Another major addition to this latest Coolpix model is the provision of a tiltable 3in LCD screen that packs a 920k-dot resolution. The screen has amazing colour reproduction and is bright and clear even in direct sunshine. The P7100 also features an optical viewfinder that, whilst rather small and with only an 80 per cent coverage, is still a welcome inclusion in a compact and one that will certainly pleases many enthusiast photographers.
A pop-up flash for when needs must
While Nikon’s Coolpix P7000 had been heavily criticised for having sluggish processing speeds, by contrast, the P7100 model is fast and responsive in every operation. From quick menu and settings reactions to excellent start-up time, good writing speed in JPEG format and a smooth and accurate Autofocus response I can’t possibly fault the P7100 on performance. RAW shooting can still be a little slow but it is more than adequate for this class of camera and usually a sticking point even for higher models.
The P7100 has a good choice of well crafted and realistic filter effects in addition to a wealth of 18 preset scenes to select from but I was disappointed Nikon did not include their Easy Panorama functions into its features, opting instead for the outdated Panorama Assist mode, which still needs manual stitching in place of its more advanced composite automatic version featured by other compacts.
The Coolpix P7100 mounts a very versatile 28-200mm (equivalent) f/2.8-5.6 zoom lens that benefits from very well controlled chromatic aberrations. A new addition is the Zoom Memory function that lets you select 6 different zoom presets to quickly switch to your the preferred focal length in every scene. Another nod to the enthusiast photographer is its Neutral Density filter that increases creative exposure control by providing a three-stop drop off in shutter speed that allows you to select slower shutter speeds even in bright conditions.
Dim view: a neutral density filter is on-board too
The P7100’s complex vibration reduction system, which in addition to the lens VR also adds a Motion Detection function to compensate for both camera and subject movements and a Best Shot Selector that automatically chooses the sharpest image of up to 10 continuous shots, further improves this camera low light and low speed performance.
Next page: Sample Shots
It's not £500 quid anywhere.
"That said, the price tag on this camera will by itself exclude most happy snappers"
Why is this even mentioned when the link to amazon.co.uk shows their price as £359 and others as low as £333?
mmm, Nokia N8
maynot have as big a lens but has better performance in many respects, acts as a phone, mobile office and kid amuser (games) while costing a lot less.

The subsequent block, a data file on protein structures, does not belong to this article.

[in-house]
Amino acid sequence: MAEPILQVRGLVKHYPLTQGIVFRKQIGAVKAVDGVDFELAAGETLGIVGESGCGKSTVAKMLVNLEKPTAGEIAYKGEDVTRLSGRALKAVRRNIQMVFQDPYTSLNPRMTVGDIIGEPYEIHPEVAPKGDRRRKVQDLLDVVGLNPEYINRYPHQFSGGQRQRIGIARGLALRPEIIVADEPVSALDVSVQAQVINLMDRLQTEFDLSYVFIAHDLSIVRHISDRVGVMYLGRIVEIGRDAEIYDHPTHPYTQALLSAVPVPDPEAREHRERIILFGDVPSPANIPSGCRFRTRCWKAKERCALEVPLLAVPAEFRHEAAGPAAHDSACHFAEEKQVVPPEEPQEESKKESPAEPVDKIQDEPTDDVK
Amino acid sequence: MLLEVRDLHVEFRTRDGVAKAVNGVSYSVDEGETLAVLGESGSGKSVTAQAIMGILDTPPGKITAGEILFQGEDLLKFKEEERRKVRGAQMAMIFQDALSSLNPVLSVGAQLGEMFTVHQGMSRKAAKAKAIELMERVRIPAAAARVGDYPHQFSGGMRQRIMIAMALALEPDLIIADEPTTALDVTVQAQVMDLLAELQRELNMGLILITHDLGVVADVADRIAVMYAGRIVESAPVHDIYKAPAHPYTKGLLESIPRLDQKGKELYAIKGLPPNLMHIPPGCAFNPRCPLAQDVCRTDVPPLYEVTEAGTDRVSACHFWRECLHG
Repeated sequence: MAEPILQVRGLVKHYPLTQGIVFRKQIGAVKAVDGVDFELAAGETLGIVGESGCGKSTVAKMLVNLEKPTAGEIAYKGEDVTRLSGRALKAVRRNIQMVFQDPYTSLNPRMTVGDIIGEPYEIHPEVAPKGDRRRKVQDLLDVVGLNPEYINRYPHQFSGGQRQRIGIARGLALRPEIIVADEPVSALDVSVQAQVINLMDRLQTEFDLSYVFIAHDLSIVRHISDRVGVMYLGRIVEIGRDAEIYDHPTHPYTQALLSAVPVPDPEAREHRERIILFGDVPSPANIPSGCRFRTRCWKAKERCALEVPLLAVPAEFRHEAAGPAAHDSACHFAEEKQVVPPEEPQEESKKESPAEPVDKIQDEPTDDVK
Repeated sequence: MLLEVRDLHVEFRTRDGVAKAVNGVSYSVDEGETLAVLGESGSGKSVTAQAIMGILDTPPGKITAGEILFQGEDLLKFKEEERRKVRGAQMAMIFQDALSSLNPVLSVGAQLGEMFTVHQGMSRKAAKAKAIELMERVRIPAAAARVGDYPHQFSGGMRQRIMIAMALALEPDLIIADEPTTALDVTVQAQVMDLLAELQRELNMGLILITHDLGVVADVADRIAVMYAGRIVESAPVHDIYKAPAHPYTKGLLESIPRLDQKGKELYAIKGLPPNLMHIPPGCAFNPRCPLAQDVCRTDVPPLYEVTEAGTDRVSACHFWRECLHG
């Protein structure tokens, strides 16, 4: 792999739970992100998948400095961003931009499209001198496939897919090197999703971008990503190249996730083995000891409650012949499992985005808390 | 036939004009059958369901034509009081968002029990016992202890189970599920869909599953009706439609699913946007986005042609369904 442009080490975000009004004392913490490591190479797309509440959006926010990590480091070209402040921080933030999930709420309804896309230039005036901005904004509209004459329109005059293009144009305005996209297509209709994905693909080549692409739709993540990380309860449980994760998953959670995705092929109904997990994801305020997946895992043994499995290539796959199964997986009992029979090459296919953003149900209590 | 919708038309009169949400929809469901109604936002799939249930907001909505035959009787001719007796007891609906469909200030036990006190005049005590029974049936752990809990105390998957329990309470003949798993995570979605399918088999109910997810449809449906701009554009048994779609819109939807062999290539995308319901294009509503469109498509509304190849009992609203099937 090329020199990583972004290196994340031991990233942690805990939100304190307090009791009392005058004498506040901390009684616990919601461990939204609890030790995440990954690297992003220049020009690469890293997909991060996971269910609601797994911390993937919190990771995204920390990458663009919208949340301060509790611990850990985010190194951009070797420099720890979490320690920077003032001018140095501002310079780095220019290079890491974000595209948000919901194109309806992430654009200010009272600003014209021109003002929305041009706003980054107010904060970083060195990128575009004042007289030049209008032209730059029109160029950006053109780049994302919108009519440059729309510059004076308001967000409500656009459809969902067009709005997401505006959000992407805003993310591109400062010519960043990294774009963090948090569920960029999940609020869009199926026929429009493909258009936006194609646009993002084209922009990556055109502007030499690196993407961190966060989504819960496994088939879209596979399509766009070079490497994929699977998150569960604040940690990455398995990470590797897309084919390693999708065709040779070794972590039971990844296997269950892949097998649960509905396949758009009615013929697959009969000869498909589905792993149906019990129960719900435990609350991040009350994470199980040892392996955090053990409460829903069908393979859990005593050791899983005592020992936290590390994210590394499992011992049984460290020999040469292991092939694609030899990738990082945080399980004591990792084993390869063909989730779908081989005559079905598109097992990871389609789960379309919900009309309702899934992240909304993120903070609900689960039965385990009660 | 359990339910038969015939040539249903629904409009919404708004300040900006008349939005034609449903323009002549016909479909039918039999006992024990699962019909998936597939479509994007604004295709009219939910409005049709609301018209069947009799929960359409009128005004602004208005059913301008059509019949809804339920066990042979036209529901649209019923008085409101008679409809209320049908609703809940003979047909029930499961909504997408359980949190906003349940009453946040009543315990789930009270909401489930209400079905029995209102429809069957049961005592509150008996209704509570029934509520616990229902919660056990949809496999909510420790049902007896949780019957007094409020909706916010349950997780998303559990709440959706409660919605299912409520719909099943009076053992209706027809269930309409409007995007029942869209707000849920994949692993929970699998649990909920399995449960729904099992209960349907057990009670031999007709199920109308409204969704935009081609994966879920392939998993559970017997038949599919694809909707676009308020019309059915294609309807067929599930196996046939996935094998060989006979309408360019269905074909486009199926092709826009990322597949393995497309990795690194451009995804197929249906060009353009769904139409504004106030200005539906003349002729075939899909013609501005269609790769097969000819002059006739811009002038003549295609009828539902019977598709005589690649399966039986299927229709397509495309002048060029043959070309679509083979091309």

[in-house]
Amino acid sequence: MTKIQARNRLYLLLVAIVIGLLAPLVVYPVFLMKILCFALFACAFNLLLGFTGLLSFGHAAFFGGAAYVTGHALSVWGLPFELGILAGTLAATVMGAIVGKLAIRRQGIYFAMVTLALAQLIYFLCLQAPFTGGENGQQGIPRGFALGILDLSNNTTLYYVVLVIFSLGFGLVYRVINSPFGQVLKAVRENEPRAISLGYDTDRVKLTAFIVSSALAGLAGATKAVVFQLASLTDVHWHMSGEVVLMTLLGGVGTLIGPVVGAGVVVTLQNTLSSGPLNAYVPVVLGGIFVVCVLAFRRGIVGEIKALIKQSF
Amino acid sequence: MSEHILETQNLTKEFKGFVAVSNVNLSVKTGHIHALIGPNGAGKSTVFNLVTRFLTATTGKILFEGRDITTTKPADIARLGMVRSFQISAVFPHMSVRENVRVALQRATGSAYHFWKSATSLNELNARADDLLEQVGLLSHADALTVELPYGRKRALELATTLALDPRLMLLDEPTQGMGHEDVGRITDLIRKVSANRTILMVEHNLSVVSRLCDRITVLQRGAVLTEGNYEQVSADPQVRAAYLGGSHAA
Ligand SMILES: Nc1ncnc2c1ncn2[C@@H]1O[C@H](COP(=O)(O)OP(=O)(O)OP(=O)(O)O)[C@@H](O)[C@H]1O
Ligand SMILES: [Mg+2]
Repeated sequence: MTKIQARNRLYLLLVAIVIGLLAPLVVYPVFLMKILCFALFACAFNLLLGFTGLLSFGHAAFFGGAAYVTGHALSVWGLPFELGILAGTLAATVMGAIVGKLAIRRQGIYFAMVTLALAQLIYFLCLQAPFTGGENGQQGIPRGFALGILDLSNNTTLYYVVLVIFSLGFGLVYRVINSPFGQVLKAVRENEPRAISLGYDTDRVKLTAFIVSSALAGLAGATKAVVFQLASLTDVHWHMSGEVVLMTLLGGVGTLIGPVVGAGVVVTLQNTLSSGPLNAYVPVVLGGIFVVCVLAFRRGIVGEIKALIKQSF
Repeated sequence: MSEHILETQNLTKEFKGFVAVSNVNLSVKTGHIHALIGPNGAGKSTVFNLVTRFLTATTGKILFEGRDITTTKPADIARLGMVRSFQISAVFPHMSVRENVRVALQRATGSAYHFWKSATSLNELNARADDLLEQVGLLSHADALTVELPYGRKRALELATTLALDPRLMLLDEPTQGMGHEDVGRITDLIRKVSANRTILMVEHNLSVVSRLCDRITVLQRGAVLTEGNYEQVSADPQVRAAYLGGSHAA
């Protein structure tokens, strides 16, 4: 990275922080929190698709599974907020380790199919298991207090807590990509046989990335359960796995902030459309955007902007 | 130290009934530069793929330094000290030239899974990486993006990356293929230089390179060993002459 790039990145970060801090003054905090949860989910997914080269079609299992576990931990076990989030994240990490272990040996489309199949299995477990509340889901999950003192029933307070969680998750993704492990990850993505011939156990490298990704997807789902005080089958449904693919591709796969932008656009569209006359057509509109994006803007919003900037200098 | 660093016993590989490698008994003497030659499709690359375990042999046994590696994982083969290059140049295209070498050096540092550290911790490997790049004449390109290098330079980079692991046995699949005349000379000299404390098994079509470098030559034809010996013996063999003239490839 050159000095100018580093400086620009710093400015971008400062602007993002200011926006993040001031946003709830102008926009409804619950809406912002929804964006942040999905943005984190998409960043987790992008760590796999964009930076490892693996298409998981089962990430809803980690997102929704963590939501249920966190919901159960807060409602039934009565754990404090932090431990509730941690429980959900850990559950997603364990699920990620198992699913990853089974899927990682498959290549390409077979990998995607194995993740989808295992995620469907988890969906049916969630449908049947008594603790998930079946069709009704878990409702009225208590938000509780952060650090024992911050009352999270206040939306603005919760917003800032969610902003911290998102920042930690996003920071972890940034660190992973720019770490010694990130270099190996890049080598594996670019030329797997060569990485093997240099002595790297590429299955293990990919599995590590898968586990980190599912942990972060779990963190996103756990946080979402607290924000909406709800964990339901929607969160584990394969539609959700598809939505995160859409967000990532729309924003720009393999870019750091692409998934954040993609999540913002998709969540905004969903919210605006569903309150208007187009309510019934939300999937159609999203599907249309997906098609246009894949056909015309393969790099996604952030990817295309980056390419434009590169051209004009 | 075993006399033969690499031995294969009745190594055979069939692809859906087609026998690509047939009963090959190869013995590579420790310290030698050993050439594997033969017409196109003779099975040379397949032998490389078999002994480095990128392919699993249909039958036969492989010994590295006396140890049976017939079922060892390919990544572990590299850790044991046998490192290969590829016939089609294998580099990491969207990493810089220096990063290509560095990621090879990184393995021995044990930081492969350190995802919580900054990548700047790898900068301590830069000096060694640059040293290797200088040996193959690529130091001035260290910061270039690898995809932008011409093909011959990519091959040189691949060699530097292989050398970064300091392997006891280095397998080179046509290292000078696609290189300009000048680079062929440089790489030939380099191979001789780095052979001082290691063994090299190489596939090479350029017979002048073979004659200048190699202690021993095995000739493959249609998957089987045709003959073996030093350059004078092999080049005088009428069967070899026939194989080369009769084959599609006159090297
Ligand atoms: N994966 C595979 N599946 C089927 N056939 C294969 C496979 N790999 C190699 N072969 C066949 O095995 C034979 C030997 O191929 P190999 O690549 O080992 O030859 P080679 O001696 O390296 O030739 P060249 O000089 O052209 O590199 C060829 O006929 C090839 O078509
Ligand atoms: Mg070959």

I too was interested in this camera for it's wide aperture until I found the following comparison...
"A camera's overall image quality score takes into account: color depth, dynamic range and low light performance.
Snapsort uses metrics from DXOMark to determine how good a camera's overall image quality is."
That kind of did it for me. Not that I'll get a G12 as I have a G9 already and know the limitations. I think my most likely pick up is from one or more of: Canon S100 for a take everywhere; Micro 4/3rds or LX5 for when I don't want to carry the big DSLR.
How's the lens?
I'm not sure I can afford a new camera at all yet, but my camera ogling is currently split between the Olympus XZ-1, the Fuji X10 and this camera.
It seems that this camera with it's 28-200mm equivalent f/2.8-5.6 lens can actually give you at most f/2.8 at 28mm, f/3.2 at 35mm, f/3.5 at 50mm, f/4 at 85mm, f/4.5 at 105mm and f/5.6 at full telephoto (200mm equiv).
The XZ-1 has a f/1.8-2.8 lens running from 28mm to 112mm equivalent, giving you f/1.8 at 28mm, f/2 at 35mm and 50mm, f/2.2 at 85mm, f2.5 at 105mm and beyond.
I've not found any such detailed information for the X10, but it runs from f/2.0 at 28mm and f/2.8 at 112mm.
In terms of sensors both the X10 and XZ-1 seem to have 1/1.7" sensors while this has a slightly smaller 1/1.8" sensor. Additionally the X10 is based on a CMOS sensor wheras the other two use CCDs. And the X10 has a lovely mag alloy body. On the other hand it is significantly more expensive.
On paper the XZ-1 still wins in terms of selective depth of (in-focus) field, and is just about the cheapest (although the P7100 is not much more currently and may drop lower). The X-10 may be better for low light photography with it's CMOS sensor, but it's slightly slower lens may offset that. I think the XZ1 the slowest of the three in terms of shot-to-shot time (though I've not seen the P7100 and X10 compared in that respect). And it has the worst handgrip and no viewfinder (though that doesn't matter much to me personally).
But I think the XZ-1 has the sharpest lens, though certainly the latter two have acceptably sharp lenses. The XZ-1 lens is a pocket rocket though, only let down by a tendency towards barrel distortion out wide.
I haven't seen proper comparisons in terms of handling yet. I suspect the P7100 and X10 are neck and neck. Oh, I don't know, but then I don't actually think I can afford the outlay at the moment anyway.
The review for the V1 a few days back put a price tag on the device that was enormous. If you did a quick google you could get it for nearly £300 cheaper.
I dont think you need to take the pricetag on the review as gospel.